Trump says he regrets not marching to the Capitol on Jan. 6

Former US President Donald Trump.
Former US President Donald Trump speaks to the crowd during a rally at the Florence Regional Airport on March 12, 2022 in Florence, South Carolina. Todays visit by Trump is his first rally in South Carolina since his election loss in 2020. Photo credit Sean Rayford/Getty Images

Former President Donald Trump said that he regrets not marching to the U.S. Capitol on Jan. 6 when his supporters stormed the building in the hopes of overturning the 2020 election.

Trump voiced his regrets during an interview with The Washington Post published on Thursday.

During the interview, Trump took time to defend his silence during the attack on the Capitol by claiming he assumed House Speaker Nancy Pelosi and D.C. Mayor Muriel Bowser would stop the deadly violence.

"I thought it was a shame, and I kept asking why isn't she doing something about it? Why isn't Nancy Pelosi doing something about it? And the mayor of D.C. also. The mayor of D.C. and Nancy Pelosi are in charge," Trump said to the Post. "I hated seeing it. I hated seeing it. And I said, 'It's got to be taken care of,' and I assumed they were taking care of it."

Trump was asked whether or not he would testify before the congressional committee that is currently looking into the Jan. 6 riots, but he did not answer. However, he did say that he had not been connected and didn't know what he would do if he were.

"It depends what the request is," he said.

Among other questions, Trump was asked whether or not he received any calls during the assault on the U.S. Capitol, to which he responded saying he didn't remember "getting very many."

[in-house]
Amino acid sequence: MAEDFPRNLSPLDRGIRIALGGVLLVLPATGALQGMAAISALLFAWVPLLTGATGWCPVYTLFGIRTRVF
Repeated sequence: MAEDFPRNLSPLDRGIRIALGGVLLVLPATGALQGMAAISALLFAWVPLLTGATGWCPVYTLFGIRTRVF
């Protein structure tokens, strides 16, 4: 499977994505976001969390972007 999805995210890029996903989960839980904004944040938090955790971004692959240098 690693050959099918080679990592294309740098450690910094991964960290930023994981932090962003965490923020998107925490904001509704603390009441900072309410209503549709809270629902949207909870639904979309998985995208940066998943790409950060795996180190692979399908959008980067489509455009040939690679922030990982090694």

"Why would I care about who called me? If congressmen were calling me, what difference did it make? There was nothing secretive about it," Trump said. "There was no secret."

The question comes days after the House Select Committee, looking into the riots, received text messages from Supreme Court Justice Clarence Thomas's wife, Ginni Thomas.

Ginni Thomas had texted then-White House Chief of Staff Mark Meadows, urging him to push election fraud claims and do whatever he could to overturn the election.

Trump shared with the Post that he had spoken with Ginni Thomas during his presidency but that he was not aware of her electoral efforts on Jan. 6.

"First of all, her husband is a great justice. And she's a fine woman. And she loves our country," Trump said.

He also denied using burner phones or deleting call logs from a seven-hour gap in his phone records on Jan. 6.

During the interview, Trump said he did not regret tweeting for supporters to come to Washington, saying it would "be wild!"

He then went on to say that he told them to demonstrate in a "peaceful and patriotic" manner, which those who gathered did not.

The former president even said that he pressed his security to let him march to the Capitol with his supporters, but they would not let him.

"Secret Service said I couldn't go. I would have gone there in a minute," Trump said.

When it came to the question many have asked throughout the last few months, Trump again would not commit to whether or not he would run for president in 2024, saying his health would play a factor.

"You always have to talk about health. You look like you're in good health, but tomorrow, you get a letter from a doctor saying come see me again. That's not good when they use the word again," he said.

However, he did say that his decision would make things more exciting "because it's a little boring now."

"I don't want to comment on running, but I think a lot of people are going to be very happy by my decision," he said.

Featured Image Photo Credit: Sean Rayford/Getty Images